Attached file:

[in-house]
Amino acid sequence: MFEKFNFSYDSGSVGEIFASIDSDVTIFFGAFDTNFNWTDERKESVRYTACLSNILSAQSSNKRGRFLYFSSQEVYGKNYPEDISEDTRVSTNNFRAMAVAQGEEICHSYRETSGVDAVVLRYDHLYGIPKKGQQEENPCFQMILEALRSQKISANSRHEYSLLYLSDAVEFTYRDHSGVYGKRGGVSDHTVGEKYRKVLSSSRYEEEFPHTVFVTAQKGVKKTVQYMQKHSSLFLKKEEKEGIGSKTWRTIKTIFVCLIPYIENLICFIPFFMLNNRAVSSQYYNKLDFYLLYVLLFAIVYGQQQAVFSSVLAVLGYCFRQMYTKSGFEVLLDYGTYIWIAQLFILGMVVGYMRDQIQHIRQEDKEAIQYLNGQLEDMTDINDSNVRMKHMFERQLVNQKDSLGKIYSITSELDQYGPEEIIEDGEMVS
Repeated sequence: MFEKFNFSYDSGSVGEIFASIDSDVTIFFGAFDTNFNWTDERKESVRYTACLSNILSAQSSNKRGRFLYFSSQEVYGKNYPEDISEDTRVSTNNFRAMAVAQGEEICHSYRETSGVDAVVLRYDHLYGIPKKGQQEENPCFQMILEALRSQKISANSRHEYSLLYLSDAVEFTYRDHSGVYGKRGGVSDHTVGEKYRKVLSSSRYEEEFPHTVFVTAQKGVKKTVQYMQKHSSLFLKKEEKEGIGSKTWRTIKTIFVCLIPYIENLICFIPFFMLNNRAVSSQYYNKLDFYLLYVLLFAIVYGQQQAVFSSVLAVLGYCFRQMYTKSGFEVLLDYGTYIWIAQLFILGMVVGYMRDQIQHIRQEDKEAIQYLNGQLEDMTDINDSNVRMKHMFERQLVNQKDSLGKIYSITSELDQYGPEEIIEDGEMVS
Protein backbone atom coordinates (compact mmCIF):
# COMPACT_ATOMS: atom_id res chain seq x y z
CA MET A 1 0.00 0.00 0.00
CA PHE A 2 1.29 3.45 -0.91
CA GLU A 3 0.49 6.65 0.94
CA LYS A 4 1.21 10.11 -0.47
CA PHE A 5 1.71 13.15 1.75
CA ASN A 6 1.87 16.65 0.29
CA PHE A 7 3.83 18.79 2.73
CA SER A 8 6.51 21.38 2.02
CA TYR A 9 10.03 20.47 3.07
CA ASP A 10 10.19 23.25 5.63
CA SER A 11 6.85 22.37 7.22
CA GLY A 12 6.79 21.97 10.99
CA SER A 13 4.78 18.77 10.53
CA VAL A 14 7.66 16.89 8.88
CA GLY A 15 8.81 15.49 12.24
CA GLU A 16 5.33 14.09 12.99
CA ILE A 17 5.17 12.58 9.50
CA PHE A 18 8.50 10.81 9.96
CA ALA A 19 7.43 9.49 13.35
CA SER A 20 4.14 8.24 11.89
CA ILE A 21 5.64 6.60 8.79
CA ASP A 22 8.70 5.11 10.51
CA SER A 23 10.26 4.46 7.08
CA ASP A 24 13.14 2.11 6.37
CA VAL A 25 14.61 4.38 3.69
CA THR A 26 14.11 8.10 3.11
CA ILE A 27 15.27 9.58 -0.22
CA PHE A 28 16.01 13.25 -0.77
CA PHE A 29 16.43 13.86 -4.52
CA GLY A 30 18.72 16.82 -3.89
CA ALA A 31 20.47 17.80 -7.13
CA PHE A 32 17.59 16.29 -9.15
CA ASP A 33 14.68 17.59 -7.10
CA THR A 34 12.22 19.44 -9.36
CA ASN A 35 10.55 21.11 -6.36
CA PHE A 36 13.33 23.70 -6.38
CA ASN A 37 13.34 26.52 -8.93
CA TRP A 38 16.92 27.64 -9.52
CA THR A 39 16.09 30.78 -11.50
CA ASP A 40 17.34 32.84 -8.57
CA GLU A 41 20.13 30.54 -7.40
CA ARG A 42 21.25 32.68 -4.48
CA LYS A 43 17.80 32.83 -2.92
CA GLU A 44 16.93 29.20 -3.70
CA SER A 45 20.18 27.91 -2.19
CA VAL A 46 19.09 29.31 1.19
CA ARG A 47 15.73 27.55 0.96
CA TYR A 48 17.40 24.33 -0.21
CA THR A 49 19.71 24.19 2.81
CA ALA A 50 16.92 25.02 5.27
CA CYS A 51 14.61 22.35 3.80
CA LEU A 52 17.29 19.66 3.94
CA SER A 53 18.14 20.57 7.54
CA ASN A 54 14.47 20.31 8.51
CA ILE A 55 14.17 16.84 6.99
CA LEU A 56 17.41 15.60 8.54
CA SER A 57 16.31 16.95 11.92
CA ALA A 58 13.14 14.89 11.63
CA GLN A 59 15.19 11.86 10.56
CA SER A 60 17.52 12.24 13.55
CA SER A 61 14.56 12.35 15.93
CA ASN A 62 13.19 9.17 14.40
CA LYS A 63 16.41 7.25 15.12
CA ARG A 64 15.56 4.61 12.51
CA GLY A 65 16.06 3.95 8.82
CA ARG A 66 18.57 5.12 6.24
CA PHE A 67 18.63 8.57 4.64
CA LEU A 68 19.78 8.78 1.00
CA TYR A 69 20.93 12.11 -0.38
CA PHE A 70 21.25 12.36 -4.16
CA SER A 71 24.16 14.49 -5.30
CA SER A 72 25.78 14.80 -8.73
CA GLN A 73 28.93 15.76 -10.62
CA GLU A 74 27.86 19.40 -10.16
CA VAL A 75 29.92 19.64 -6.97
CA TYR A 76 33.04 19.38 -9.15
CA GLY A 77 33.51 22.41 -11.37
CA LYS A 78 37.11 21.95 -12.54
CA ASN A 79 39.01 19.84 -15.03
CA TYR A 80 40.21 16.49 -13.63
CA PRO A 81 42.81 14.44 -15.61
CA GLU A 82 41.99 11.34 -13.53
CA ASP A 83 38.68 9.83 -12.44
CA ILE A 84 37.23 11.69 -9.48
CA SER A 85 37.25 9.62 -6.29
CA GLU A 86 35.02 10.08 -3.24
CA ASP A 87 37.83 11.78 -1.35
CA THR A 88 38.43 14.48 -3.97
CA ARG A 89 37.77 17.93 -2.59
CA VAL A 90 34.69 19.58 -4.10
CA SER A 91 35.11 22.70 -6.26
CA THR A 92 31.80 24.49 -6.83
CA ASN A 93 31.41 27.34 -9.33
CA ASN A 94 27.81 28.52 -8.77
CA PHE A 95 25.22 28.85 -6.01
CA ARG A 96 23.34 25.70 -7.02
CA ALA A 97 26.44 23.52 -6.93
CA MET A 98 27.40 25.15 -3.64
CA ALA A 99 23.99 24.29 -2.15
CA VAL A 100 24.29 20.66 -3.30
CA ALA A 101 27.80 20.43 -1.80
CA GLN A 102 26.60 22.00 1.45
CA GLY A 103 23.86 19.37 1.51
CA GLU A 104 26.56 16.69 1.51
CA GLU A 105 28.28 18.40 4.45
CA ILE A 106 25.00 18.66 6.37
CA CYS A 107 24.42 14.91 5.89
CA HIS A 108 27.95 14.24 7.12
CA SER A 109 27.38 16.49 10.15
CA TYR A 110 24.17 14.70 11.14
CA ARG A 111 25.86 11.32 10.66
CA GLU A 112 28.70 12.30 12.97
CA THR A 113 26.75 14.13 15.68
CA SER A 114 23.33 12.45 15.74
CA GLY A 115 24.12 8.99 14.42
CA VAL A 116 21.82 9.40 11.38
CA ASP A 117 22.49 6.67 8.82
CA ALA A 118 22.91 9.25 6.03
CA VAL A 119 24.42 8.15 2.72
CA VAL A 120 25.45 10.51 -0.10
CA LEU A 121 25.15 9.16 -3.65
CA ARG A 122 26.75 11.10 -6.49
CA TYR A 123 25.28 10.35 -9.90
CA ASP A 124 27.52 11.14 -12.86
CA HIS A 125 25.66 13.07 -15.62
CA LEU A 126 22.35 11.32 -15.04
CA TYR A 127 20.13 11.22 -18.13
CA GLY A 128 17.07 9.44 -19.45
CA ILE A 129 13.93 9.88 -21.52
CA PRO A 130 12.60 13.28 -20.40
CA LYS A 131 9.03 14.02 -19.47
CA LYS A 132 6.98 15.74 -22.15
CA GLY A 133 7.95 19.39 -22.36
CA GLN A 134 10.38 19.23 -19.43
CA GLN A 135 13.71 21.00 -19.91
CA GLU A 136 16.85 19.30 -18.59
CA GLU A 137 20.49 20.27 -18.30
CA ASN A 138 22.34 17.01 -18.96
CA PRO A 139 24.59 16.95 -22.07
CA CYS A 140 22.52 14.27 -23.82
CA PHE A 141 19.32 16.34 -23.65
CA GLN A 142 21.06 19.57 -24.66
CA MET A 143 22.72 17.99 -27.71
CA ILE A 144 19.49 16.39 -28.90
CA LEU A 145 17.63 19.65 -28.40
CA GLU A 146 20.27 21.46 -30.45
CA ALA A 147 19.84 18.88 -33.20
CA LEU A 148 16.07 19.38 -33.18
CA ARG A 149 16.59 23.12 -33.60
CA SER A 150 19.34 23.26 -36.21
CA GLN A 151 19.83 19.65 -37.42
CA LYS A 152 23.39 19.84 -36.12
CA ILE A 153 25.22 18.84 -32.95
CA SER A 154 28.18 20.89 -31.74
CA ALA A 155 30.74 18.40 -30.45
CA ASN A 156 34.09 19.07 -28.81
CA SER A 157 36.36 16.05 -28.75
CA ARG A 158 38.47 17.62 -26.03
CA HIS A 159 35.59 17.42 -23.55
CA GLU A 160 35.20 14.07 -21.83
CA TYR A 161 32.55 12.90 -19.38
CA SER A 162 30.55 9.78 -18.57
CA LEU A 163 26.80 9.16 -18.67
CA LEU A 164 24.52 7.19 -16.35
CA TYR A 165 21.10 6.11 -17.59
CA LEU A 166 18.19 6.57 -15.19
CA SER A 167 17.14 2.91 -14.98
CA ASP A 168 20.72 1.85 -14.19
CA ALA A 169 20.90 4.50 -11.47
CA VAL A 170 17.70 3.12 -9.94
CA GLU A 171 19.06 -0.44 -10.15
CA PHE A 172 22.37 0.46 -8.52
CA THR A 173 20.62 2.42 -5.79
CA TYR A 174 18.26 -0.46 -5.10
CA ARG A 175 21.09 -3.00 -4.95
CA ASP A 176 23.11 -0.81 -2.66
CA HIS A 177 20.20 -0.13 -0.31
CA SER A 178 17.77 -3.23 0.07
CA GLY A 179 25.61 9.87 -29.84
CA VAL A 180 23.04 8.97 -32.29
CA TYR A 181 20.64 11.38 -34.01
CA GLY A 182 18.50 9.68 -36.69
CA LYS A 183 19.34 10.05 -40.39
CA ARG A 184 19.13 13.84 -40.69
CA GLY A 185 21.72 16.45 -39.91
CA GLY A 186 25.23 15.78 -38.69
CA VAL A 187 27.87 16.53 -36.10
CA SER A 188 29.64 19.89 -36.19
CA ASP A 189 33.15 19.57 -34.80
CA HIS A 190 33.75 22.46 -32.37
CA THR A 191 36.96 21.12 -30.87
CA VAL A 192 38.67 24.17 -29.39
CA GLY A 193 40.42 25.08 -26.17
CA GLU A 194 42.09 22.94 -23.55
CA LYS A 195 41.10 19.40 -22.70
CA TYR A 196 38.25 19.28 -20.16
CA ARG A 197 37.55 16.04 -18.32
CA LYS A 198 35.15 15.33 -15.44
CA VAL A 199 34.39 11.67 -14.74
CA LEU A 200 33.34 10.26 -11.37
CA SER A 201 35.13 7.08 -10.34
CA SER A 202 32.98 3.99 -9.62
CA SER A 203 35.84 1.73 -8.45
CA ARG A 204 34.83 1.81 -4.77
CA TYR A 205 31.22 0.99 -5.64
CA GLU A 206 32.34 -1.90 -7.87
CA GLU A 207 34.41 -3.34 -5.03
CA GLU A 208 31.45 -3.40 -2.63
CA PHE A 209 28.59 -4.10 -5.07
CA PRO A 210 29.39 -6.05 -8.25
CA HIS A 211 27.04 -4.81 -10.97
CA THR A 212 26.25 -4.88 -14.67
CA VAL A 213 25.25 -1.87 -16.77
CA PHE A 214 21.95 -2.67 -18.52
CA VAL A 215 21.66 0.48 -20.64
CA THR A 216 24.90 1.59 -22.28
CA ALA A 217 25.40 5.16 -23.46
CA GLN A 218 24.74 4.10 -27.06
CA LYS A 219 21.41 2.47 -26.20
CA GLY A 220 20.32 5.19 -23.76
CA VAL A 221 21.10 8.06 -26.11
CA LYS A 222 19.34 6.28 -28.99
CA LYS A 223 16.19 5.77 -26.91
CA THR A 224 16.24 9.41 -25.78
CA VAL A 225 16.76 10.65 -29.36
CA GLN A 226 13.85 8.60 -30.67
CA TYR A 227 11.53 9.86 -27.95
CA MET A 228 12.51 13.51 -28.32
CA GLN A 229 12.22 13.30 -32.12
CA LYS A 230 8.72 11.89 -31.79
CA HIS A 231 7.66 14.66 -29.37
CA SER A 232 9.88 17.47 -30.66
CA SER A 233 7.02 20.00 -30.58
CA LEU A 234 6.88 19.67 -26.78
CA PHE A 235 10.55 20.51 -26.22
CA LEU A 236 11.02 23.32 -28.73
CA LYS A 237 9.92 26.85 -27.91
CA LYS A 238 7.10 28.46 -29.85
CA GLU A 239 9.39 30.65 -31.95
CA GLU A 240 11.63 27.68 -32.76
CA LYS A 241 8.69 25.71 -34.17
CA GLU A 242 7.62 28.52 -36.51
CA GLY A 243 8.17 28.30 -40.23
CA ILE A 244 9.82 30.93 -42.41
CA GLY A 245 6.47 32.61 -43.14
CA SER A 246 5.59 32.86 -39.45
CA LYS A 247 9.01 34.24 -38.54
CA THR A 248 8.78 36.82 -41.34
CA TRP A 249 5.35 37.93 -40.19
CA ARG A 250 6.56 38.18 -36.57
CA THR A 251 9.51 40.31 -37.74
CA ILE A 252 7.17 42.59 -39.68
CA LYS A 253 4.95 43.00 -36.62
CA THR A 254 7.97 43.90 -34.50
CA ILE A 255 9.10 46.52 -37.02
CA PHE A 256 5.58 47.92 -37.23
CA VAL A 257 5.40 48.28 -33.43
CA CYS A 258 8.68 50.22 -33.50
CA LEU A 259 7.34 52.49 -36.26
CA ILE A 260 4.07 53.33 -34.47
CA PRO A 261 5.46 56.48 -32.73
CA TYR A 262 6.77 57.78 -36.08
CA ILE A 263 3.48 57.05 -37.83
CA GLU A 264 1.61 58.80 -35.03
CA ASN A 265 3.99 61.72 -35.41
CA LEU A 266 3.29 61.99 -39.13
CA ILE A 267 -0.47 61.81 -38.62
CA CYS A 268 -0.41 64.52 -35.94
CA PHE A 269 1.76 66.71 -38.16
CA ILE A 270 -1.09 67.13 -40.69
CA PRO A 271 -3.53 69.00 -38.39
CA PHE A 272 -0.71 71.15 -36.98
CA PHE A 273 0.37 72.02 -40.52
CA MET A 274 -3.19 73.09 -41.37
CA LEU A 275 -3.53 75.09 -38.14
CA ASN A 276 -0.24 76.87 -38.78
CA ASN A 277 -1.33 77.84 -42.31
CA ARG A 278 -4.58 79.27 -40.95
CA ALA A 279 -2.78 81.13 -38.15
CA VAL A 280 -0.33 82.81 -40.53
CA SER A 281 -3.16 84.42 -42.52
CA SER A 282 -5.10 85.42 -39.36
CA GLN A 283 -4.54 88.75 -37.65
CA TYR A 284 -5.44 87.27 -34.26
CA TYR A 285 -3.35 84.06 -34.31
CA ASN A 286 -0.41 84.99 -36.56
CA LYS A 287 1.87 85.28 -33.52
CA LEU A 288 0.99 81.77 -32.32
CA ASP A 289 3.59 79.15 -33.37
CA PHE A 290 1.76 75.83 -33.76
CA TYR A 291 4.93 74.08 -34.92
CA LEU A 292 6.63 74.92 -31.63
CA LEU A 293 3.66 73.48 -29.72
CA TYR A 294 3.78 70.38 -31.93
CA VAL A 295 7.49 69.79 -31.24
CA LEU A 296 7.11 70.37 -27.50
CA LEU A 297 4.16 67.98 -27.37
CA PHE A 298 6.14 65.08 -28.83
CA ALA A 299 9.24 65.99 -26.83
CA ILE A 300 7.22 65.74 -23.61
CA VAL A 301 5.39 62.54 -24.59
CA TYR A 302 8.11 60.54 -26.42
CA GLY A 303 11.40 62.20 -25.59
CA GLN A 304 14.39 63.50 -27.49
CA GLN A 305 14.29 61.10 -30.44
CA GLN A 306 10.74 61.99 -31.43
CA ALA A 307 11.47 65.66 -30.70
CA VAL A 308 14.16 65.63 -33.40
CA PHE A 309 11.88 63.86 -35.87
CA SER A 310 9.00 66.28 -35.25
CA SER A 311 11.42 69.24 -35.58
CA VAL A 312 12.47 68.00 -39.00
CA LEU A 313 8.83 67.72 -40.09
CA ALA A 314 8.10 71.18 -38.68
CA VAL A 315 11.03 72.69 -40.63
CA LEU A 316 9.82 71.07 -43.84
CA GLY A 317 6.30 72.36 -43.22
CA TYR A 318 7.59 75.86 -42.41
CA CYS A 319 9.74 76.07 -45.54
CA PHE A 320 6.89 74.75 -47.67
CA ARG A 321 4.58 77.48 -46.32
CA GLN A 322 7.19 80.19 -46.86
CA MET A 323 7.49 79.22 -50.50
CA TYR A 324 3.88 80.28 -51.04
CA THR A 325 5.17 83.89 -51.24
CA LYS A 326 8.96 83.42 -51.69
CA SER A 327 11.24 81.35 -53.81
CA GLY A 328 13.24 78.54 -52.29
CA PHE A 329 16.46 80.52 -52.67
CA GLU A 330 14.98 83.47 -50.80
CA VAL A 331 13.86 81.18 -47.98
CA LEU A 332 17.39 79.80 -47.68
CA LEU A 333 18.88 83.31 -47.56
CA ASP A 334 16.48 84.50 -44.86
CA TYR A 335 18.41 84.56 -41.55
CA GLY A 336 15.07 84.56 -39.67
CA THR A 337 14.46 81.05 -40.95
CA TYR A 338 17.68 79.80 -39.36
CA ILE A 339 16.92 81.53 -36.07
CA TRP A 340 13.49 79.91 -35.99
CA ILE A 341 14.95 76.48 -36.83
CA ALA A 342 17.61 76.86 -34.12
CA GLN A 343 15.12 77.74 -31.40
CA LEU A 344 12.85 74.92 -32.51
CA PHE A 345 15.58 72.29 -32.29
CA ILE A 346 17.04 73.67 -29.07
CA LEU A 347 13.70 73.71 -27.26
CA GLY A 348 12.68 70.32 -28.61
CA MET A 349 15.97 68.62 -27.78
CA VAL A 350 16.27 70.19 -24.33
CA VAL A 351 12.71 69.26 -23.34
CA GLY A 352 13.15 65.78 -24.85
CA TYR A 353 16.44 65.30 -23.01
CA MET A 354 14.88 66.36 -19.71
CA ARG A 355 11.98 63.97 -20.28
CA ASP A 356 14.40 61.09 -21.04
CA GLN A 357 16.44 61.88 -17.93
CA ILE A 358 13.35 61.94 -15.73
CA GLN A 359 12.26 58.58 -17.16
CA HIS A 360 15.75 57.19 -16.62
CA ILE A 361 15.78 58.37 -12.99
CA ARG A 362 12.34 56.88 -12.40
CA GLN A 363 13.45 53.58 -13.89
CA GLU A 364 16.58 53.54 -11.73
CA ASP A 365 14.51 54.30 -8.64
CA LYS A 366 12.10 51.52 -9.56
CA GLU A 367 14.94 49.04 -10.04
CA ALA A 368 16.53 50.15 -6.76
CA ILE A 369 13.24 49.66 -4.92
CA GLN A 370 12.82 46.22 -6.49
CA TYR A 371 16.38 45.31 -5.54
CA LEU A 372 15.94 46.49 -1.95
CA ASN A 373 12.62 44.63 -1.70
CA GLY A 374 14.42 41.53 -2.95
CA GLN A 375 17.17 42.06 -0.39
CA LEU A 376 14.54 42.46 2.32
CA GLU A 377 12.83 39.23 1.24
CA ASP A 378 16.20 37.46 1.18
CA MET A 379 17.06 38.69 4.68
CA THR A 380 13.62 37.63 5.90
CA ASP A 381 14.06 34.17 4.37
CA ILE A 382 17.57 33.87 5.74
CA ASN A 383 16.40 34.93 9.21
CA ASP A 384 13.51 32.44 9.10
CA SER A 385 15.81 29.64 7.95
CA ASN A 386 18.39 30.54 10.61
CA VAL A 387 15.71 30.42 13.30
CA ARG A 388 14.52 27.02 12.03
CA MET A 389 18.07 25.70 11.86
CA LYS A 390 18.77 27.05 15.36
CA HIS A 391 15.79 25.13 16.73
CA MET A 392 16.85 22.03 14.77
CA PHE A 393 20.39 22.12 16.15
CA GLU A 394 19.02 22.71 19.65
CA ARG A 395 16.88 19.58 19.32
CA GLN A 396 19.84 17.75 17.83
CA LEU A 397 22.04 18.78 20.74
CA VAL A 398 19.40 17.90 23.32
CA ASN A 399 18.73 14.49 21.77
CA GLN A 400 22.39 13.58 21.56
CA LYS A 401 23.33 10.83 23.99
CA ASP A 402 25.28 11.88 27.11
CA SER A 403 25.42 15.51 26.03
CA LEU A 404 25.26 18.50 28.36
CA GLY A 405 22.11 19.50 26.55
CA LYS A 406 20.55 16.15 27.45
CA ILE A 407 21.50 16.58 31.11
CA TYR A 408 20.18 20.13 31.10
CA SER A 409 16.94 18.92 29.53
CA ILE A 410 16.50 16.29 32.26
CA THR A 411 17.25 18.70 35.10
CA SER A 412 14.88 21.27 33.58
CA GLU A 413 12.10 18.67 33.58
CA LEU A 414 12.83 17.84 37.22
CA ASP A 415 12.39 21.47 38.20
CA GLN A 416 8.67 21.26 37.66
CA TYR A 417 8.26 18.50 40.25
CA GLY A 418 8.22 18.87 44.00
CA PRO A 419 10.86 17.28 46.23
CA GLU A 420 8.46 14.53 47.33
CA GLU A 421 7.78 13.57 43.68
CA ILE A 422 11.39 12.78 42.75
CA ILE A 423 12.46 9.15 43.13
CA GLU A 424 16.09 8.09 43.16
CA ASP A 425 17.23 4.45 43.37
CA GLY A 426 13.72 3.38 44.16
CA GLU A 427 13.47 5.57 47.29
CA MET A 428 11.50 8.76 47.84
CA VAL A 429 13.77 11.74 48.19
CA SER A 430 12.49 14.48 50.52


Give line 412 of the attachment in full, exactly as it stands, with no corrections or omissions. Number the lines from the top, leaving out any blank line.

CA ILE A 407 21.50 16.58 31.11